Edmonton Oil Kings fans (Photo by Derek Leung/Getty Images)
Despite the fact the Everett Silvertips average nearly 5,000 fans per home game, they have teamed with the three other junior teams in Washington to gain an exemption from the state's laws governing child labor.
While testifying before a senate labor committee in Washington last week, Everett Silvertips president Gary Gelinas warned lawmakers that if the four Western League teams in the state were forced to pay their players minimum wage, “We would have to evaluate whether or not we would continue to stay in the state of Washington.”
Silvertips GM Garry Davidson was clearly singing from the same songbook when he told legislators if the state did not exempt the teams from minimum wage laws, “it could negatively impact our ability to operate and would force us to move or not operate in the state.”
It’s an age-old tactic used by sports teams and it’s age-old because it so often works. Build us a new arena or we’ll go to a place where they’ll happily build one for us. Give us tax breaks and concessions or we’ll have to pick up our ball and go somewhere else. And in this case, grant us an exemption from laws governing the basic human right to minimum wage or we’ll take our teenagers and have them entertain hockey fans somewhere else.
Oh really? Considering the Everett Silvertips (4,898 average fans per game), Spokane Chiefs (5,570), Seattle Thunderbirds (4,353) and Tri-City Americans (3,976) are attracting decent home crowds, it's safe to assume the revenue they're drawing from their regular season gate alone is robust. Probably multi-millions.
So are we to believe that the teams in Washington State would turn their backs on those kinds of crowds and that kind of income if they were forced to pay their teenagers minimum wage? If so, then it should call their bluff and dare them to leave. Go ahead, move your teams to small-town Canada where there aren’t even rinks big enough to hold that many people.
The issue of compensation for major junior hockey players and the looming threat of a players’ union has been a matter of public discussion for the past couple of years. And it seems that the primary opposition to increasing the compensation to a more reasonable wage is that it would drive these poor junior hockey operators out of business.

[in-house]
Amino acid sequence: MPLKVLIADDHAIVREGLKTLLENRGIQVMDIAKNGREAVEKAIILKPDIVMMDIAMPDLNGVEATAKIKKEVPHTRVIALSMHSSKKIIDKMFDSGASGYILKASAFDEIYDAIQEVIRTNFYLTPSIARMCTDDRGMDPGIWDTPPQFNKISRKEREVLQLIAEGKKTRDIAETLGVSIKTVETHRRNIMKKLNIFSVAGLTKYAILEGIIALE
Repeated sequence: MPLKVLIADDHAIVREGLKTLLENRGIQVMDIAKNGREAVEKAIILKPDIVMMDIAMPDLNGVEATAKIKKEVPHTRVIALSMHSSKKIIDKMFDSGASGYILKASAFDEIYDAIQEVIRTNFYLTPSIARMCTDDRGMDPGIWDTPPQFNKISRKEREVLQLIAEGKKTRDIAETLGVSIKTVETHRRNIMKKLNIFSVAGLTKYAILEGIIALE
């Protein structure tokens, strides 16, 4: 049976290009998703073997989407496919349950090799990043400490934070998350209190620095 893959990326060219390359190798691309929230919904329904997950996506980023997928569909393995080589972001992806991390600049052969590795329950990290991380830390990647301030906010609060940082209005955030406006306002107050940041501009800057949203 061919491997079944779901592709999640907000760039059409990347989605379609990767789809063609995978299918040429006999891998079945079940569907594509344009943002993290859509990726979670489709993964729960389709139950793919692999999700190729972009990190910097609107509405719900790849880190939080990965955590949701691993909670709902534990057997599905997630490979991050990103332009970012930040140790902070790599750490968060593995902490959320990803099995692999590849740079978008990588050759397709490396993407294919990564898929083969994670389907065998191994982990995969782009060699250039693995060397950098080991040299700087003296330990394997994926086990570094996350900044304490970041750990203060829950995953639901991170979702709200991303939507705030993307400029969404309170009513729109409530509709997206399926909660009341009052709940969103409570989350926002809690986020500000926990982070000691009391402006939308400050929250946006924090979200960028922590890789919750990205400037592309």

Well, if that’s the case, then perhaps they shouldn’t be in the major junior hockey business in the first place. And if paying these kids what they deserve means that places such as Val d’Or or Belleville or Swift Current can’t continue to operate, then perhaps it’s time for them to come to that realization. Maybe the economics of junior hockey have outgrown some of these places.
And if that were to happen, would that be such a bad thing? Well, you could argue that having fewer major junior teams will give players fewer opportunities to play the highest level of hockey and affect their chances of going on to the pro ranks. But really? The Canadian Hockey League currently has 60 teams in the Quebec, Ontario and Western Leagues, which encompass about 1,200 players based on a 20-man roster. How many of those players will go on to play professionally and make a living from the game? Probably a couple hundred at the most.
But most of all, it’s simply ludicrous to use a flawed business model as justification for paying unfairly low wages. Full stop. And it’s particularly ludicrous when the London Knights, Calgary Hitmen and Quebec Remparts – a team that recently sold for about $25 million – doesn’t have to share its revenues with its smaller competitors because there’s not meaningful revenue sharing in the CHL.
Proponents will argue that players get free room and board, equipment and lucrative education packages in addition to their meager weekly stipends. And all of that is true, even if the education packages come with a number of caveats. But the players are still being shortchanged, particularly those who don’t go the education route after junior hockey.
The CHL has long contended that of its 60 teams, one-third turn a profit, one-third struggle to break even and one-third lose money. For every big-market team run by former NHLers that makes millions of dollars, there’s a community-owned Mom and Pop outfit that somehow scratches and claws its way through each season. Those opposed to having a union will convince you that the bottom third won’t have a chance for survival if the rules change.
Too bad. Having a junior hockey team is not a right. It’s a privilege and if you can’t pay for that privilege, you don’t deserve to have it. Was anybody concerned about the good people of Plymouth when their team announced it is moving to Flint next season? Did junior hockey operators lose any sleep when the OHL was replaced by the Central League (and now the ECHL) in Brampton?
No, because junior hockey is a business. And there’s nothing wrong with that. But businesses generally have to pay their employees a fair wage. And if they can’t afford to do that, they generally have to close. Or in the case of the teams in Washington State, maybe move somewhere else.